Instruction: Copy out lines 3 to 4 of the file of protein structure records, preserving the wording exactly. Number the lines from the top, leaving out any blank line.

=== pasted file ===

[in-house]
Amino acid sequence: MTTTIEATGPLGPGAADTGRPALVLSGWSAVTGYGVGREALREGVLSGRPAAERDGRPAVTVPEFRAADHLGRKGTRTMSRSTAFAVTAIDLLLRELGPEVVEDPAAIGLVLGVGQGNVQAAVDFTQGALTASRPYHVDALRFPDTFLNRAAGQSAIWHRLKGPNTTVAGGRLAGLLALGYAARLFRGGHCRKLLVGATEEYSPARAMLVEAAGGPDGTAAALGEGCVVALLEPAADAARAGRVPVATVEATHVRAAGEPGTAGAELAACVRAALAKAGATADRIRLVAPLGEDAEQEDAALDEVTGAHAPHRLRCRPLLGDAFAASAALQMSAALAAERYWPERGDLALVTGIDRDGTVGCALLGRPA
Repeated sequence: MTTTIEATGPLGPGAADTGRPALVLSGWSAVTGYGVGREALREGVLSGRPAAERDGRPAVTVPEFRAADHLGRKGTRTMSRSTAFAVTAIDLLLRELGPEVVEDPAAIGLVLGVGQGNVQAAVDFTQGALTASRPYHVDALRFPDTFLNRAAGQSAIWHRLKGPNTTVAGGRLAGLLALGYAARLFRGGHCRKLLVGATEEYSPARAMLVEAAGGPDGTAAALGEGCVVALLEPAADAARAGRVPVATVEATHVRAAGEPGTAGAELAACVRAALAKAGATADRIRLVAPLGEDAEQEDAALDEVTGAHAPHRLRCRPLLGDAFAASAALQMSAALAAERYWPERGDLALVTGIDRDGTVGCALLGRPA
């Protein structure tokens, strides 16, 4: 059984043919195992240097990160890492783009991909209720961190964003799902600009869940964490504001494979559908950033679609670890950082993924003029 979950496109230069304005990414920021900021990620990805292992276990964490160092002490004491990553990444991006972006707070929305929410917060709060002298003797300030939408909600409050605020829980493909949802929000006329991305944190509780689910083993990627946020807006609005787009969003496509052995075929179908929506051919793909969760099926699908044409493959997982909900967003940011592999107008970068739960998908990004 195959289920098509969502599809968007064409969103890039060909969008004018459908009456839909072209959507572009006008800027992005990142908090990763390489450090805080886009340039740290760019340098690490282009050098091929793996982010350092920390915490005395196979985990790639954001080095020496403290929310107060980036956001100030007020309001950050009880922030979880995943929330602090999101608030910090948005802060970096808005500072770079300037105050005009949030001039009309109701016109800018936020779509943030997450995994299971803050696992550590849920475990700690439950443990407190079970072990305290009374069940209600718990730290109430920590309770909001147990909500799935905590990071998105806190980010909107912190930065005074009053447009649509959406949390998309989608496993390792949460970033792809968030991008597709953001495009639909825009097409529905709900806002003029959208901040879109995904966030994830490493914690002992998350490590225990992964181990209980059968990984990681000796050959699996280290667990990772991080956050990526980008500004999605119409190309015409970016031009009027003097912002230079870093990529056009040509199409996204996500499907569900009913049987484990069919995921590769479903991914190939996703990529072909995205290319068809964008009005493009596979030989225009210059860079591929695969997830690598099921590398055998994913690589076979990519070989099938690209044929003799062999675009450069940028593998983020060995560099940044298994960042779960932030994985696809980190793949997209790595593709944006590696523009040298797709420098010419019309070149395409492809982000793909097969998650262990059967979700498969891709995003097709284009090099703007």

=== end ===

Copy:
Repeated sequence: MTTTIEATGPLGPGAADTGRPALVLSGWSAVTGYGVGREALREGVLSGRPAAERDGRPAVTVPEFRAADHLGRKGTRTMSRSTAFAVTAIDLLLRELGPEVVEDPAAIGLVLGVGQGNVQAAVDFTQGALTASRPYHVDALRFPDTFLNRAAGQSAIWHRLKGPNTTVAGGRLAGLLALGYAARLFRGGHCRKLLVGATEEYSPARAMLVEAAGGPDGTAAALGEGCVVALLEPAADAARAGRVPVATVEATHVRAAGEPGTAGAELAACVRAALAKAGATADRIRLVAPLGEDAEQEDAALDEVTGAHAPHRLRCRPLLGDAFAASAALQMSAALAAERYWPERGDLALVTGIDRDGTVGCALLGRPA
């Protein structure tokens, strides 16, 4: 059984043919195992240097990160890492783009991909209720961190964003799902600009869940964490504001494979559908950033679609670890950082993924003029 979950496109230069304005990414920021900021990620990805292992276990964490160092002490004491990553990444991006972006707070929305929410917060709060002298003797300030939408909600409050605020829980493909949802929000006329991305944190509780689910083993990627946020807006609005787009969003496509052995075929179908929506051919793909969760099926699908044409493959997982909900967003940011592999107008970068739960998908990004 195959289920098509969502599809968007064409969103890039060909969008004018459908009456839909072209959507572009006008800027992005990142908090990763390489450090805080886009340039740290760019340098690490282009050098091929793996982010350092920390915490005395196979985990790639954001080095020496403290929310107060980036956001100030007020309001950050009880922030979880995943929330602090999101608030910090948005802060970096808005500072770079300037105050005009949030001039009309109701016109800018936020779509943030997450995994299971803050696992550590849920475990700690439950443990407190079970072990305290009374069940209600718990730290109430920590309770909001147990909500799935905590990071998105806190980010909107912190930065005074009053447009649509959406949390998309989608496993390792949460970033792809968030991008597709953001495009639909825009097409529905709900806002003029959208901040879109995904966030994830490493914690002992998350490590225990992964181990209980059968990984990681000796050959699996280290667990990772991080956050990526980008500004999605119409190309015409970016031009009027003097912002230079870093990529056009040509199409996204996500499907569900009913049987484990069919995921590769479903991914190939996703990529072909995205290319068809964008009005493009596979030989225009210059860079591929695969997830690598099921590398055998994913690589076979990519070989099938690209044929003799062999675009450069940028593998983020060995560099940044298994960042779960932030994985696809980190793949997209790595593709944006590696523009040298797709420098010419019309070149395409492809982000793909097969998650262990059967979700498969891709995003097709284009090099703007």